SCHOOL HISTORY 1884 - 1945

Our school was founded in 1884, and with this act János Hunflalvy’s proposal, which had been made in front of the members of the Civil Circle of Buda, could become a reality. In 1885, the school received the title Commercial Secondary School and a decade later, the school became a higher commercial school.


The construction works started at the corner of Szalag and Ponty street on 12 September 1898. The building was roofed by December and the school opened its school year in 1899 in the new building. The flag of the school was inaugurated on 26 May 1907.


The main objective of the school was from its foundation on to provide a professional training for the children of lower middle class families; the initiation fee was 20 korona and the tuition fee was 200 korona. From the very beginning on, typically, the children of the clerks and office-holders chose this school but the ratio of the children of handicraftsmen got higher and higher.


World War I influenced teaching directly, 7 teachers went to war, one teacher was captured and was missing, dr. János Lányi died a hero and 10 pupils were killed in action on the fronts. There were some difficulties during the school years after the war due to the change of teachers, the lack of fuel for heating and the unplanned school holidays because of the Spanish flu epidemic. The reduced rates of the tuition fee tried to mitigate the problems caused by the economic situation: “War orphans and the children of war victims with excellent or good results” did not have to pay an initiation fee. The ratio of the recipients between the two world wars was around 30%, except during the 1943-44 school year when it reached 46%. 


The most important major change in the system of secondary vocational education was that the higher commercial schools became four-year-long in 1920 instead of the previous three-year system. As a result, the number of pupils attending the school grew continuously and in parallel with that, the school building got extended. Furthermore, electrical lightning was introduced. From the 1927/28 school year on, the curriculum of the higher commercial schools became the same and the teaching of modern languages had an important role. The content of teaching had changed significantly, too. Reflecting the situation after Trianon, the ratio of value neutral subjects decreased and the Christian-national spirit became stronger. The school doctor system was established in the school year of 1927/1928. The writer Dr. László Németh was the school doctor here between 1931 and 1942. He put special emphasis on informing parents and making tuberculosis tests regular.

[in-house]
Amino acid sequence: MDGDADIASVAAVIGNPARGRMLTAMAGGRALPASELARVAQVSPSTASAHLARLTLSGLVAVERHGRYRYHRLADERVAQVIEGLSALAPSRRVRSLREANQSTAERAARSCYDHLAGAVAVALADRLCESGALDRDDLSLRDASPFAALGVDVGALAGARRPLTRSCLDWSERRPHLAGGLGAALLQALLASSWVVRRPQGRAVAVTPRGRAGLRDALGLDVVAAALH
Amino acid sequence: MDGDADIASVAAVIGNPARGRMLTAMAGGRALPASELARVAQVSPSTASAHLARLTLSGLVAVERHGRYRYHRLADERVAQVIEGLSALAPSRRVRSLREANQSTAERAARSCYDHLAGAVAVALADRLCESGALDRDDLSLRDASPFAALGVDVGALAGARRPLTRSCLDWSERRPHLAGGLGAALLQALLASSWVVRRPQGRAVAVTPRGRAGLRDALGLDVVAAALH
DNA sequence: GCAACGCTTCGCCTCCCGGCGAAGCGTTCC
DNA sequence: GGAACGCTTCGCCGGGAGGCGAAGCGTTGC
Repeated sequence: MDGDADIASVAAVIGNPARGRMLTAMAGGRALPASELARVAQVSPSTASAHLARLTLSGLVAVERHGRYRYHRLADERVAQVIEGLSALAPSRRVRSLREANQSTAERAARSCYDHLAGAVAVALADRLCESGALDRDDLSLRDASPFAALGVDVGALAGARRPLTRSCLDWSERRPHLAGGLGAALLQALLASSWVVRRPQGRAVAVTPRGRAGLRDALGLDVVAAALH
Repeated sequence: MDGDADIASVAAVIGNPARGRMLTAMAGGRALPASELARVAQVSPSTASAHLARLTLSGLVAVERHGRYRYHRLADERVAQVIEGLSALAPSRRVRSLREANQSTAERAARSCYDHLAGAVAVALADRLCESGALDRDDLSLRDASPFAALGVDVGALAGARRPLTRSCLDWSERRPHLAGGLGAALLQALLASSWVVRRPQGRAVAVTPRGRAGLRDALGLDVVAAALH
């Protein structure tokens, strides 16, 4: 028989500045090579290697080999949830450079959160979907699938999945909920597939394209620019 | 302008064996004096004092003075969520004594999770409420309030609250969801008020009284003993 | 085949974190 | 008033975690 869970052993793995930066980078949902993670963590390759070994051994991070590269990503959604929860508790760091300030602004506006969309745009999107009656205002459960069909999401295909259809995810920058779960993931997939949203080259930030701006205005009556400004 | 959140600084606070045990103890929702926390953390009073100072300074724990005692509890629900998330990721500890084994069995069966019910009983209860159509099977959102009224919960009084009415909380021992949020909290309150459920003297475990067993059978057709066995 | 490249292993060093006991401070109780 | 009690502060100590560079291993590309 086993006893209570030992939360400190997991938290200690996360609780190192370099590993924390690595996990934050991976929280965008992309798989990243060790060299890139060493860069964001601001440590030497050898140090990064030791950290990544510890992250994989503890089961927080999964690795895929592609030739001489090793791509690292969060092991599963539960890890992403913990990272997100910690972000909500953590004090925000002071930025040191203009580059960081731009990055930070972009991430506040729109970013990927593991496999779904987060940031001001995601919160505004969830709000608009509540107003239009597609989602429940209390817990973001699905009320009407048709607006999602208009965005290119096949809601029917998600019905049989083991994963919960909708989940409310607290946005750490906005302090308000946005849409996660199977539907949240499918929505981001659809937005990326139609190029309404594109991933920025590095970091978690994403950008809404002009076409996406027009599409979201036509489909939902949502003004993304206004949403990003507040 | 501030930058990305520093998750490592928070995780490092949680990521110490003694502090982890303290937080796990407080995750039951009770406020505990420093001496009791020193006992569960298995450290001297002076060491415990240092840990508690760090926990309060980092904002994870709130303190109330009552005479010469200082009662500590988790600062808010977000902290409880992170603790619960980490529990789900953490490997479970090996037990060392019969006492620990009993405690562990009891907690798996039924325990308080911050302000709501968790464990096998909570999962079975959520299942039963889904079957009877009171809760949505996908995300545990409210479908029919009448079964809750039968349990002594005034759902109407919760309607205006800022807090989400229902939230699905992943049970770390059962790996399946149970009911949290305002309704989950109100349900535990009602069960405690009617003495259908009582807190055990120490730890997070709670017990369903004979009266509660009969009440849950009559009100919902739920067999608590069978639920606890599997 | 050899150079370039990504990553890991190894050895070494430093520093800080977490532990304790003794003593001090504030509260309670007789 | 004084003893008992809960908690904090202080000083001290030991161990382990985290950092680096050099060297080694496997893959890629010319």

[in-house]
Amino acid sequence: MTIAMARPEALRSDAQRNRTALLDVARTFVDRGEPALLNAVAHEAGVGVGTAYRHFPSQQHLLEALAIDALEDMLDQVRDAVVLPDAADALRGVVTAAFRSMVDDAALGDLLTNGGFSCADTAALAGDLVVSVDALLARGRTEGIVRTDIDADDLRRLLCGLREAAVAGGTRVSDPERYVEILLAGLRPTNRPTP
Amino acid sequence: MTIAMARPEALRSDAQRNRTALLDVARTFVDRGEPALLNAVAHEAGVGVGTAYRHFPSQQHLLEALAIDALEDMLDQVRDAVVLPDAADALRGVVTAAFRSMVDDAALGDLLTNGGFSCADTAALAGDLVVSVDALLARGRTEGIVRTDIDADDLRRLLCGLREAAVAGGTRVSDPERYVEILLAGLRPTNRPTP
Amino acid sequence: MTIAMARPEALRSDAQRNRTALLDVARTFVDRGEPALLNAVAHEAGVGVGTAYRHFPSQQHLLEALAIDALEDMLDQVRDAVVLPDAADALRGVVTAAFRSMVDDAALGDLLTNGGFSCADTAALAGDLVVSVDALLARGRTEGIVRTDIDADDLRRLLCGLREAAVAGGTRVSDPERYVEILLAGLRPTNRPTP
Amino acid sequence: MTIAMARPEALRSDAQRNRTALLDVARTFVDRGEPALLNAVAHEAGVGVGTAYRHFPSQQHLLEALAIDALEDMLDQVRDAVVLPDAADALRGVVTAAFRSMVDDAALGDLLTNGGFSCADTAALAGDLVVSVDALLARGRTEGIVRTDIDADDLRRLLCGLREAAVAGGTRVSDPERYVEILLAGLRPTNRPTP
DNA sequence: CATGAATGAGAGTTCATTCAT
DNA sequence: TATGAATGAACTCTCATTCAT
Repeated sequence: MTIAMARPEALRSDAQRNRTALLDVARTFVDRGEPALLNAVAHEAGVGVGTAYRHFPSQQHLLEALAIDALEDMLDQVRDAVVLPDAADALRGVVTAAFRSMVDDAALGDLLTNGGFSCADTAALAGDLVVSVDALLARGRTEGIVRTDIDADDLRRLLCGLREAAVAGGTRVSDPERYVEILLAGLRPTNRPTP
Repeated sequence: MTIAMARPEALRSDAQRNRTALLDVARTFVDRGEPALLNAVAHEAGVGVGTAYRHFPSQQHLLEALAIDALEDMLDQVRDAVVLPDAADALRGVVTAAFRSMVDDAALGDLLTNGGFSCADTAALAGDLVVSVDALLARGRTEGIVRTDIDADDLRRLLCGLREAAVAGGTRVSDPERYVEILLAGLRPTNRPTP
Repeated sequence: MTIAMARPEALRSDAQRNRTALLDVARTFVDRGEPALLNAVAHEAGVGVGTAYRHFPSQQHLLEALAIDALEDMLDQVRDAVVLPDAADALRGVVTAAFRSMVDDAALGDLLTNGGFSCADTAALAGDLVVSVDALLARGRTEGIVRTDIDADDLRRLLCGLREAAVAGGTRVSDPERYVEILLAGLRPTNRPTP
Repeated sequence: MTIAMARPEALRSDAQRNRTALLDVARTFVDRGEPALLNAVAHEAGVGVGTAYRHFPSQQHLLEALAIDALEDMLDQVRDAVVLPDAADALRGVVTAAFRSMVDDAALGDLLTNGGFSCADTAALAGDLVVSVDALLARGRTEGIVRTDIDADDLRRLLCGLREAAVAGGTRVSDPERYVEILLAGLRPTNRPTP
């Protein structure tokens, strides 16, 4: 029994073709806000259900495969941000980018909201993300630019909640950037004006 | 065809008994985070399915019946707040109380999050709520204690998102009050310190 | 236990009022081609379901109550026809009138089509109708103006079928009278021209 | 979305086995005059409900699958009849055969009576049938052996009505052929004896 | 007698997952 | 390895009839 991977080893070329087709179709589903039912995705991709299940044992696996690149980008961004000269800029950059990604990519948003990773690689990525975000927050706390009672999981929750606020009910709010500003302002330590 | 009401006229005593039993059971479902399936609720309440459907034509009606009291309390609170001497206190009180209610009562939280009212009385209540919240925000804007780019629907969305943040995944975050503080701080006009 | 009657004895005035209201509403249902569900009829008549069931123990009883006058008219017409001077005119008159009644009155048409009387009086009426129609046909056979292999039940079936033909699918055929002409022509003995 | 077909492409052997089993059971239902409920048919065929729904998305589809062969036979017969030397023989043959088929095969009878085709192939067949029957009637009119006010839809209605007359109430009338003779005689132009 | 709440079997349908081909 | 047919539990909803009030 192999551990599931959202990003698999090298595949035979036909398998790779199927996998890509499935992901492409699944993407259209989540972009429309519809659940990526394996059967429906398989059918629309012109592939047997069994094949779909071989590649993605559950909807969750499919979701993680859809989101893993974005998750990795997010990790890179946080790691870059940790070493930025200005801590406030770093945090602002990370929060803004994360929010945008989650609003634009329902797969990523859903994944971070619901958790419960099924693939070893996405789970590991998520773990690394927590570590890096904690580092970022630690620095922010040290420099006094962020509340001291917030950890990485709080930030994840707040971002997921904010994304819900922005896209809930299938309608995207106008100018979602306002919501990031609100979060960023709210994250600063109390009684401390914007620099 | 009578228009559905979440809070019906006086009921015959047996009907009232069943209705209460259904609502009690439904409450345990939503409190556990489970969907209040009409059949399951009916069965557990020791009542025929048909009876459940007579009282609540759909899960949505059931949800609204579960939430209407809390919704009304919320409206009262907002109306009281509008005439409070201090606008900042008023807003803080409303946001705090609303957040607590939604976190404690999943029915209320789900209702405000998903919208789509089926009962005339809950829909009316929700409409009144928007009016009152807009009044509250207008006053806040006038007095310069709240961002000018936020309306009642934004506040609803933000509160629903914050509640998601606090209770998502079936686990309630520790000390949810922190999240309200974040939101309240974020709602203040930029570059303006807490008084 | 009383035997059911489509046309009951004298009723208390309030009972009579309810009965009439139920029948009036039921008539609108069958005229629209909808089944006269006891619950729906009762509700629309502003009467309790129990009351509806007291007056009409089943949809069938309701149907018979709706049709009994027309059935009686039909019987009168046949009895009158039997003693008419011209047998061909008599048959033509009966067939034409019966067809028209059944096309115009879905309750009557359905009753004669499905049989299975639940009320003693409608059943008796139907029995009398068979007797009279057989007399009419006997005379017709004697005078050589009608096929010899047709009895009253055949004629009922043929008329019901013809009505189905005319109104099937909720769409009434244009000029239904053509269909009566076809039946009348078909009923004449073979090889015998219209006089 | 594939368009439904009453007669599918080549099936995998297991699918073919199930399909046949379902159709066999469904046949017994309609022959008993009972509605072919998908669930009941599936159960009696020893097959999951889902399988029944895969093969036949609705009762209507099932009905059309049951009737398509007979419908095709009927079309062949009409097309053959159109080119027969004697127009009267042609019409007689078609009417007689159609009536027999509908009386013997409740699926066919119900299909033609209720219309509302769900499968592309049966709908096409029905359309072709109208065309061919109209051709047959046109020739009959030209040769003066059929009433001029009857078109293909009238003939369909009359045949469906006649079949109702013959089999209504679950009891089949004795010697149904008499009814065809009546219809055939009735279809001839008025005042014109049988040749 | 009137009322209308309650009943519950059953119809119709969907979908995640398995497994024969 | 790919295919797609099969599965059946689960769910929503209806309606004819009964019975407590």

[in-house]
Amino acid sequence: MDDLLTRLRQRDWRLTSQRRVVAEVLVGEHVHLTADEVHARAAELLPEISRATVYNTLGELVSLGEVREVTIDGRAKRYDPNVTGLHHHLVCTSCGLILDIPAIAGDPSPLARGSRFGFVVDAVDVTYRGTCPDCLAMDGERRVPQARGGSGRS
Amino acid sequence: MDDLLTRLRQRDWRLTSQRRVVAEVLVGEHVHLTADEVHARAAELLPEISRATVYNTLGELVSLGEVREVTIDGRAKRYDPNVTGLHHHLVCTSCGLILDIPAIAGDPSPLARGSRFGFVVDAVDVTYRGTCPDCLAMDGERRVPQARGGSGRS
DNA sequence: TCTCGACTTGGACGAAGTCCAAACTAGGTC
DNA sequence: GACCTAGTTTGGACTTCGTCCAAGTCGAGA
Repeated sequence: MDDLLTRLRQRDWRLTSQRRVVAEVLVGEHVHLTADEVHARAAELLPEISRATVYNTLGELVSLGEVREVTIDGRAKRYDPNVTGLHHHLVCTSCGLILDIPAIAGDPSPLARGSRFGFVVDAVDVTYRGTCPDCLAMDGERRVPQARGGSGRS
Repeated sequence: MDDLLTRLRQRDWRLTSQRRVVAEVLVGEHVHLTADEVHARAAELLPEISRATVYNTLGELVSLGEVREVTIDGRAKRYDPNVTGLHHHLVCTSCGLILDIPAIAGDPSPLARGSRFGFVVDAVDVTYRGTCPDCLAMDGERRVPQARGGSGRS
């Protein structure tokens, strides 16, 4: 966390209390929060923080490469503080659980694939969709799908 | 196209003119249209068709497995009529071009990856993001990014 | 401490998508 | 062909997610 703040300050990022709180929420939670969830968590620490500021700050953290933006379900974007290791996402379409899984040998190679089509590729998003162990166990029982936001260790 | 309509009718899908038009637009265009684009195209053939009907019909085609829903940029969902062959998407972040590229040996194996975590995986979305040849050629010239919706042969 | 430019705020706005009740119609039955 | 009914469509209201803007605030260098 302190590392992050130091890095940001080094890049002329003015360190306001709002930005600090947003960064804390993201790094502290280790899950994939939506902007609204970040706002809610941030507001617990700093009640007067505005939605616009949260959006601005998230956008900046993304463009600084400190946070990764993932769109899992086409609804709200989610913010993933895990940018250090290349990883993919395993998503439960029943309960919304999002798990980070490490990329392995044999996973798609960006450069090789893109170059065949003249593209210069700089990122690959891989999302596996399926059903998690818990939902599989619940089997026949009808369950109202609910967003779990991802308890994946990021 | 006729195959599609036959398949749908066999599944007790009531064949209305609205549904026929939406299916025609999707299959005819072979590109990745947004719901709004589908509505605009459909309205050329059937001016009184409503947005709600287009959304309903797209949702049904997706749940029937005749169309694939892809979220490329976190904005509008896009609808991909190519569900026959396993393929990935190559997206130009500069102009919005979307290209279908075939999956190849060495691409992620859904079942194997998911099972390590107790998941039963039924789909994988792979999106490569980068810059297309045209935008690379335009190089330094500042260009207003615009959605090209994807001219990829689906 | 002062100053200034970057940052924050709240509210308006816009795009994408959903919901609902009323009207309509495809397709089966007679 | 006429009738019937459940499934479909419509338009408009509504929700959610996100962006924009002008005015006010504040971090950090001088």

The global economic crisis between 1929 and 1933 and its consequences resulted necessarily in a new situation regarding education. The Youth Aid Association organised regular book aid programmes and the new tasks were phrased in their year book the following way: “These children mustn’t be compared to the decreasing number of school children who could learn a foreign language in a playful way in their childhood guided by pedagogical mentors, private tutors and teachers who helped them to break up the hard soil.If we also consider the depressing economic situation, with which most pupils have to struggle, we can understand the heroic fight of the teachers when they have to carry on a day by day struggle for making the books available for children.  Despite these sad facts the results of the children this year (1930/31) showed an increasing tendency.”


In the school year of 1934-1935, the school celebrated the 50th anniversary of its foundation in the building of Buda Vigadó.  A marble plaque was placed inside the building to the memory of the school mates who died during World War I.  From 1935 on, the Lord Mayor ordered the introduction of teaching film art; our pupils had excellent results in sport: they won the team competition of horizontal bar, flying rings and hanging. Jenő Knaiter became a champion in free exercise.  From the end of the 1930s on, it was more and more difficult to organise school excursions. As a result, the importance of watching educational films and going to the theatre increased. Yet, it could come to the visit of the towns in Upper Hungary which became a part of Hungary again during the course of the first country increase (Kassa, Érsekújvár, Komárom). Altogether 300 pupils took part in the programme.  


At the end of the 1930s, the preparation for the war became more and more perceivable in the life of the school, too.  The members of the Scout Community carried out civil defence duties from the autumn of 1939 on, and their water patrol was on service on the Danube from 1942 on, because they had been able to  buy a 10-person patrol boat with the help of the capital. Besides all these, the military drilling of the pupils by the Levente organisation got accelerated from 1943-44 on and they had signal corps training, too.  More and more teachers were called up for military service.


In the middle of October 1944, the education had to be suspended as the school building was required for military purposes.